Want to quit drinking? Try to Quit Smoking: From middle-class wine mummies to world-famous celebrities, there’s an addictive memory for you
Boozers! Do you want to stop? Not quite ready for real meetings? Interested in how others have done it? Or just fancy a trawl through the rocky bottoms of strangers? Whether you’re sober and curious or realize that your drinking is ruining your life, there is a huge cocktail of lit stops to try.
I don’t mean Allen Carr’s self-help stuff – plus the addiction / recovery memories, which takes us to places we wouldn’t dare to go in real life (unless of course we do. ‘have already done, in which case we will relate fully), before pivoting to sobriety.
Substance abuse / recovery memoirs are often the same thing, because unless you are Charles Bukowski, those who stay in active alcoholism tend to stay in chaos or die, rather than writing books. on falling bar stools. We have to recover before we can write everything.
Before I got sober in 2006, I used to devour drug addiction memoirs. I wasn’t very interested in the little recovery, but I was intrigued by the catastrophic consumption of other people; maybe that was to reassure myself that I was nothing like those drunks on the page, in jail, in rehab, or whatever – yet in terms of inability to quit, the similarities were undeniable.
There are a ton of titles. Literally thousands. Here is, in no particular order, a random selection, from middle-class wine mummies to disenfranchised street drinkers (although it must be said, the former tend to produce a lot more light than the latter) .
You could start with Dry by Augusten Burroughs (2003), because it will make you laugh out loud; his superpower turns horrible into funny. Resuming his life as a young adult (his crazy childhood is documented in his early memoirs, Running with scissors), he’s now 24, works in advertising in Manhattan, and shows up drunk at big brand meetings. Until her employers set up an intervention and sent her to gay-friendly drug rehab.
“I don’t have to go to work for 30 days,” he tells his drinking buddy Jim the undertaker. “Awesome,” Jim says. “Congratulations.” As they drank more martinis, Burroughs thought to himself that after his initial horror he thinks the rehab looks cool: “I’m going to dry off for 30 days and it’ll be like going to a spa.” When I get home, I can drink like a normal person.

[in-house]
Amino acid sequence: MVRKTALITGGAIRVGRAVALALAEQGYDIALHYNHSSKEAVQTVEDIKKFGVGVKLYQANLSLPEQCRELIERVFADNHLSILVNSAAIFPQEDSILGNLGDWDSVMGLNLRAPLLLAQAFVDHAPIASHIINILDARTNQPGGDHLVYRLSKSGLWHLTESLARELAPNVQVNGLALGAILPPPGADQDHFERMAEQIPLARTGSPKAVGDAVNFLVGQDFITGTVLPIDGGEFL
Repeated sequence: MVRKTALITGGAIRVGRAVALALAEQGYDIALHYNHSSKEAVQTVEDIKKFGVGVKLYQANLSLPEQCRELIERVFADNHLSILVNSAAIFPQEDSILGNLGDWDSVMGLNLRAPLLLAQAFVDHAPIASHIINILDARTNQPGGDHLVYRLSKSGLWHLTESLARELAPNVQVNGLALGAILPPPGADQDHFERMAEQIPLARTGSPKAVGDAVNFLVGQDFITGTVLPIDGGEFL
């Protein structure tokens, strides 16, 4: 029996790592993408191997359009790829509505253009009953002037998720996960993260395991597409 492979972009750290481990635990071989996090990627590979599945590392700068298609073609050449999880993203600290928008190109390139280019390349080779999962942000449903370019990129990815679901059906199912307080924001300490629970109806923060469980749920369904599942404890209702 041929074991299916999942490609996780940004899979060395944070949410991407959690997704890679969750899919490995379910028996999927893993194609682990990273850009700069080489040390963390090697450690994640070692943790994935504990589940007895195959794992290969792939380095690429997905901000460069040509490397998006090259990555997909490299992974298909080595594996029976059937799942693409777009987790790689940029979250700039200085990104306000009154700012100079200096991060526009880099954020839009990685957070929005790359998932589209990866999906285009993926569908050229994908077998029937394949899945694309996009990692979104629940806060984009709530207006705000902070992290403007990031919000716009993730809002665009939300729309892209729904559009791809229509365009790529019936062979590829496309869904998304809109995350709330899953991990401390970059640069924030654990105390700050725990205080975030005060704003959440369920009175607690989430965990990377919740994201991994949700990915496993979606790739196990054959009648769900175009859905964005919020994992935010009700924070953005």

Obviously, this does not happen; the magic of Dry is that you are a passenger inside Burroughs’ hilarious and terrible car crash, as he progresses to early recovery and relapse, before finding long-term sobriety and becoming a great memorialist. success.
You might remember the hoo-ha caused by A million little pieces by James Frey (2003), when it turned out that Oprah’s advocated coruscating addiction memoir was not quite true; the author had not hit a cop with his car and spent 87 days in jail – he was five hours in a police station for two tickets. No matter. Frey’s portrayal of drug and alcohol addiction is flawless, as is his tale of life in a treatment center.
Holly Whitaker is more practical and curious Give up like a woman (2020), where she questions not only society’s acceptance of alcohol as a legal drug of choice, but also its gendered marketing (ladies – glamor equals Prosecco / Chardonnay / gin).
It also questions our acceptance of the 12 Steps as the dominant recovery model. Calling it “archaic and patriarchal,” she reminds us of how it was originally designed by and for rich and prosperous white men. The road to recovery “remember you are not God, refrain from re-instructing on how to be a woman” and “what made us sick in the first place”. Instead, she offers a range of abstinence-based tactics and approaches, rather than a one-size-fits-all solution.
In The sober newspapers (2017), Clare Pooley – like Augusten Burroughs, a former advertising manager – also deviates from the 12-step method. After quitting her job to raise her three children, she ends up becoming a secret drinker; puffy, tired, anxious and depressed, living a life where it is always wine time. Describing herself as “shaken”, she wonders if there is life after wine, but she is too afraid to go to AA. Instead, she gets sober through online platforms like soberistas.com and Club Soda.
“Stone coldly sober?” Nope. It should be called “sober hot sun”. Because that’s what you feel, ”writes Catherine Gray in The unexpected joy of being sober (2018), where she examines the disconnect between alcohol sold to us as an essential part of pleasure, and alcohol being a major killer [three million global deaths a year, according to WHO].
It also examines the money we save by not drinking, as well as the other benefits of sobriety – physical, psychological, social, emotional, spiritual.